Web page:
(redirected from Aristotelian rhetoric)
Also found in: Dictionary, Thesaurus.
Related to Aristotelian rhetoric: Aristotelian logic


accessory digestive o's (accessory o's of digestive system) organs and structures not part of the alimentary canal that aid in digestion; they include the teeth, salivary glands, liver, gallbladder, and pancreas.
organ of Corti the organ lying against the basilar membrane in the cochlear duct, containing special sensory receptors for hearing, and consisting of neuroepithelial hair cells and several types of supporting cells.
effector organ a muscle or gland that contracts or secretes, respectively, in direct response to nerve impulses.
enamel organ a process of epithelium forming a cap over a dental papilla and developing into the enamel.
end organ end-organ.
Golgi tendon organ any of the mechanoreceptors arranged in series with muscle in the tendons of mammalian muscles, being the receptor for stimuli responsible for the lengthening reaction.
sense o's (sensory o's) organs that receive stimuli that give rise to sensations, i.e., organs that translate certain forms of energy into nerve impulses that are perceived as special sensations.
spiral organ organ of Corti.
target organ the organ affected by a particular hormone.
vestigial organ an undeveloped organ that, in the embryo or in some remote ancestor, was well developed and functional.
o's of Zuckerkandl para-aortic bodies.
Miller-Keane Encyclopedia and Dictionary of Medicine, Nursing, and Allied Health, Seventh Edition. © 2003 by Saunders, an imprint of Elsevier, Inc. All rights reserved.


(ōr'găn), [TA]
Any part of the body exercising a specific function (for example, respiration, secretion, or digestion).
Synonym(s): organum [TA], organon
[L. organum, fr. G. organon, a tool, instrument]
Farlex Partner Medical Dictionary © Farlex 2012


(ōr'găn) [TA]
A differentiated structure or part of a system of the body; composed of tissues and cells; exercises a specific function (e.g., respiration, secretion, digestion).
Synonym(s): organum [TA] , organon.
[L. organum, fr. G. organon, a tool, instrument]
Medical Dictionary for the Health Professions and Nursing © Farlex 2012


(ōr'găn) [TA]
A differentiated structure or part of a system of the body; composed of tissues and cells.
Synonym(s): organum [TA] , organon.
[L. organum, fr. G. organon, a tool, instrument]
Medical Dictionary for the Dental Professions © Farlex 2012
References in periodicals archive ?
Professor Garver confronts this question in a fascinating chapter entitled "Confronting the Sophist." Professor Garver claims Aristotelian rhetoric, with its emphasis on reason and the development of ethos through reasoned argument, is ethically superior to sophistic rhetoric, which aims only to persuade and is indifferent to how persuasion is accomplished in a particular case.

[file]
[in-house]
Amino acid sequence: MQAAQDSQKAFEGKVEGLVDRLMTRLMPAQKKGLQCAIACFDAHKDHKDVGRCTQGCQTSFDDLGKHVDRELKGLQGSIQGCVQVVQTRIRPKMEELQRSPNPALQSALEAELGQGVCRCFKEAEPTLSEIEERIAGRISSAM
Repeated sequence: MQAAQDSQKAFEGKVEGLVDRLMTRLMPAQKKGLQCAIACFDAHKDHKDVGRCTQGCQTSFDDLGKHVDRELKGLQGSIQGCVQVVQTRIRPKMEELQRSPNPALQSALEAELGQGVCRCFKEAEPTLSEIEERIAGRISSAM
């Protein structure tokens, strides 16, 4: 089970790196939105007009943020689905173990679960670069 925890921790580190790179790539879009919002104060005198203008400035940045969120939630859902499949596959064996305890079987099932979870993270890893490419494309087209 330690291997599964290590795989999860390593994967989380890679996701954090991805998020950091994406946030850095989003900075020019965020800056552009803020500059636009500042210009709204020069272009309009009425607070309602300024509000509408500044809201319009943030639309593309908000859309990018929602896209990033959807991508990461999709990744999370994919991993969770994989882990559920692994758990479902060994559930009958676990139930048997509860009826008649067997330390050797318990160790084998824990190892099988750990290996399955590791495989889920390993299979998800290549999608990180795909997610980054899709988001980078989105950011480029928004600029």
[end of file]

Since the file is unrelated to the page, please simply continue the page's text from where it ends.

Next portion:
(29) For further discussion of this issue, and in particular chapter 1's relation to the rest of the work, see Kennedy, On Rhetoric, 27-8; Robert Wardy, "Mighty is the Truth and It Shall Prevail?" in Essays on Aristotle's Rhetoric, 56-87 at 62-3, Troels Engberg-Pedersen, "Is There an Ethical Dimension to Aristotelian Rhetoric?" in Essays on Aristotle's Rhetoric, 116-41 at 131, and Glenn W.
(52) Engberg-Pedersen ("Is There an Ethical Dimension to Aristotelian Rhetoric?" 124-7) suggests that Aristotle thought that the institutional context of rhetoric (in Athens) skewed rhetorical deliberation toward factual, ethical, or political truth.
"Aristotelian Rhetoric, Dialectic, and The Traditions of [Greek Text Omitted]." Rhetorica 8 (1990): 5-27.
He further maintains that the principal tools of communication employed by such performances were epideictic modes of Aristotelian rhetoric whose "criterion .
The following conclusions emerge: the "Jaegerian revolution" proposing an evolutionary model for explaining the Metaphysics provoked not a dramatic, but a gradual increase in studies of this work; interest in the Metaphysics has been less than that in Aristotle's politics, educs, logic, poetics, and theory of science, but greater than that in his psychology and physics; although the number of studies on the Metaphysics has increased in absolute terms, it has diminished proportionally, being surpassed today by studies in Aristotelian rhetoric, linguistics, ethics, science, and logic (p.
A spate of recent works illustrates the continuing interest of scholars in Aristotelian rhetoric. The most significant of these is Eugene Garver's Aristotle's Rhetoric: An Art of Character.(1) Two other works contain essays that focus on this text of Aristotle: Aristotle's Rhetoric: Philosophical Essays,(2) and Essays on Aristotle's Rhetoric.(3) The second of these volumes includes several abbreviated or redressed versions of articles contained in the first.
Prominent among those continuing to study Aristotelian rhetoric and dialectic in Italy is Enrico Berti.